Five Corners |
directed by Tony Bill
(Handmade Films, 1987)
Looking for a cinematic challenge? Try making a movie that includes two murders, one matricide, one manslaughter, a justifiable homicide, an attempted rape and assorted assaults -- yet leaves your viewers with a warm fuzzy feeling.
P.S. All the action must take place in one neighborhood over two days in under 92 minutes. And a penguin must figure prominently in the plot.
Think it can't be done? Think again.
The neighborhood is a Bronx crossroads called Five Corners, the two days occur in the fall of 1964 and the penguin is an unwelcome present from Heinz Sarantino to Linda Kowolsky. The present is unwelcome because a few years back Heinz tried to rape Linda. Now he's out of jail, and he wants to pick up where they left off.
If Heinz (John Turturro) were any normal man, Linda (Jodie Foster) might not be so worried. But he's not. He's a one-man reign of terror, a bully with more loose wires than most people have brain cells. And he'll gladly kill anyone who gets in his way.
Harry (Tim Robbins) is a special target because Harry saved Linda from Heinz once before. So Linda turns to him for help again. But Harry's gone over to the other side. He's sworn off violence.
That leaves everyone, all the good people at least, with a dilemma, and dilemmas are what great drama is made of. But Five Corners is also a great comedy, thanks to an integral subplot that involves two glue-sniffing women, two students with a unique approach to education and an elevator joy ride never before captured on film.
Add to that a Saint Bernard named The Buddha; a cop named "Big Foot Sullivan" who's half Robert Mitchum, half Abe Vigoda; and some wonderfully funny throwaway lines, and you have more opportunities for laughs than many so-called comedies.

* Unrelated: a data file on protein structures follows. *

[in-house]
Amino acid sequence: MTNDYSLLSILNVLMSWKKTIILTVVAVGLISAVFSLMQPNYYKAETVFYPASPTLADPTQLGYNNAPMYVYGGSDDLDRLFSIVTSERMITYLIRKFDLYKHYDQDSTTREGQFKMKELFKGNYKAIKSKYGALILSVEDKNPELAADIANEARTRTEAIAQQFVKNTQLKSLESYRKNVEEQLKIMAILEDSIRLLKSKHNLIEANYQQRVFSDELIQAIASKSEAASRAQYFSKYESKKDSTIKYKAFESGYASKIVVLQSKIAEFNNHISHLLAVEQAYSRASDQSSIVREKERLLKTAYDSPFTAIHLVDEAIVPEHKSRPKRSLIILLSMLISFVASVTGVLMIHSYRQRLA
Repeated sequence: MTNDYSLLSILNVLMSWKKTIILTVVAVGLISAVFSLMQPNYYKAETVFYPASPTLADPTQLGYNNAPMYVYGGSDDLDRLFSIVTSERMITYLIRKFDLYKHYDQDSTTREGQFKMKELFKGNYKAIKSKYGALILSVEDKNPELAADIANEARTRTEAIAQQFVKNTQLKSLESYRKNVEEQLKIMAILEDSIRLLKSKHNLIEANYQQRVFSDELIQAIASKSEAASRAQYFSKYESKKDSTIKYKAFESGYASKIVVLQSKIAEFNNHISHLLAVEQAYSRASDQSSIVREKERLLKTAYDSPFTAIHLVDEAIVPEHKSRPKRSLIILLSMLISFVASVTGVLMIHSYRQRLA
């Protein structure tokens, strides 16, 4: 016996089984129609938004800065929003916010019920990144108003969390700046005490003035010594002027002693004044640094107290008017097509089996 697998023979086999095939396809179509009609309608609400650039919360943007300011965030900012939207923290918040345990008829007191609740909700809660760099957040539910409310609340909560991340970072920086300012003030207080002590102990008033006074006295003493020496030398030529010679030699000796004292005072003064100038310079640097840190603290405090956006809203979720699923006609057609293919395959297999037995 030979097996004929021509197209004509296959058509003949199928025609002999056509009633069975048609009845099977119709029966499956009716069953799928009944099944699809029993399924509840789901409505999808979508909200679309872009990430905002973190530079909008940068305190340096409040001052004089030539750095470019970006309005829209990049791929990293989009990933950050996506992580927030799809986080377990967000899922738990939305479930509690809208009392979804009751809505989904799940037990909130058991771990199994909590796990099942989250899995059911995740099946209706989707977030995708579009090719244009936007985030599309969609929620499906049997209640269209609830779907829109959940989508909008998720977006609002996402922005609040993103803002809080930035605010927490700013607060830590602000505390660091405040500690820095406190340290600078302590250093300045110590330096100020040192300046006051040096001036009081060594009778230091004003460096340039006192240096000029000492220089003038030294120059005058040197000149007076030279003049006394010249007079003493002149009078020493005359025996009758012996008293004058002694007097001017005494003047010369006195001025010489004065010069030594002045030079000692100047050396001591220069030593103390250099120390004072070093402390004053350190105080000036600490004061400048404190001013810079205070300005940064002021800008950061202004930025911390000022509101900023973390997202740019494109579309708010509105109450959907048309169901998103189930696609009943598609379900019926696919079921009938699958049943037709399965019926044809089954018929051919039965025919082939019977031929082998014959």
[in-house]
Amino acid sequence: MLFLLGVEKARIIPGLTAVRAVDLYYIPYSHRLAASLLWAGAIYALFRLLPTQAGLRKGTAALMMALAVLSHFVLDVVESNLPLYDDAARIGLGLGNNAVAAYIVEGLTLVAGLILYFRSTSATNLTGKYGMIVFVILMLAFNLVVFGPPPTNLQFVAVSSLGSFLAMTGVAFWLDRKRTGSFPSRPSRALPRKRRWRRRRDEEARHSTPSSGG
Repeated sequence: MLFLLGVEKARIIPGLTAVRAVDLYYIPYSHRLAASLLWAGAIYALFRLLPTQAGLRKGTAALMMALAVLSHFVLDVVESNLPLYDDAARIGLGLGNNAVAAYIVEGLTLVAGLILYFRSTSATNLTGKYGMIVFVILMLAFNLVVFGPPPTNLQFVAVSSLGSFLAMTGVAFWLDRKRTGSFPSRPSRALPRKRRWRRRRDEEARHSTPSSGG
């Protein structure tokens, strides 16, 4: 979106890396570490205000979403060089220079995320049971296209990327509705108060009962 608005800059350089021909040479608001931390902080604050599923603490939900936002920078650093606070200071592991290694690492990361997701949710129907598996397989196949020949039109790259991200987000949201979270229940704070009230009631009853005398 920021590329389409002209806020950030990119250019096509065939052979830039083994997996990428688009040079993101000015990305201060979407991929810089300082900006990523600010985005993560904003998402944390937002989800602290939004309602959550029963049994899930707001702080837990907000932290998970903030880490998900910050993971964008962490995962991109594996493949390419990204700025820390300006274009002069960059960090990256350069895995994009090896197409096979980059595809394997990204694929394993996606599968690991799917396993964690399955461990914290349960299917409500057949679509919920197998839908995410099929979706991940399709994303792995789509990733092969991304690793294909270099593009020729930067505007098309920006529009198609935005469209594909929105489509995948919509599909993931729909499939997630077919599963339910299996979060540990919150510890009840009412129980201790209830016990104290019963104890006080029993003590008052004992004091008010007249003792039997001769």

Balancing the two modes is not easy, but director Tony Bill (My Bodyguard) makes it look easy, in part because he's a master of timing, in part because he has a cast that turns in unbelievably believable performances. Foster is low key and subtle as the subject of Heinz's attention, and Robbins is bluntly perceptive as the no-neck who's coming of age and into consciousness in that fertile shadowland between the Kennedy and King assassinations.
But the acting awards go to Turturro as possibly the scariest screen creation since Lon Chaney's Phantom.
From the first halting shots of him walking home from jail, his overnight bag in hand, to his final rooftop confrontation with Robbins and half the NYPD, Turturro is ceaselessly menacing, oozing urban angst, full of the hatreds that eventually boiled over in the race riots and antiwar protests of the late '60s. His walk, his leer, his body language, his ability to manipulate as well as bully spell trouble every time he appears on the screen. If this guy doesn't give you nightmares, you're immune.
Five Corners is not without problems. Some of the early dialogue, obviously written to bring viewers up to speed quickly, seems contrived, and some of the characters sometimes lapse into caricatures.
Yet it works, and works well, because it makes you feel you're watching real people dealing with real things much larger than themselves.
And because it makes you feel.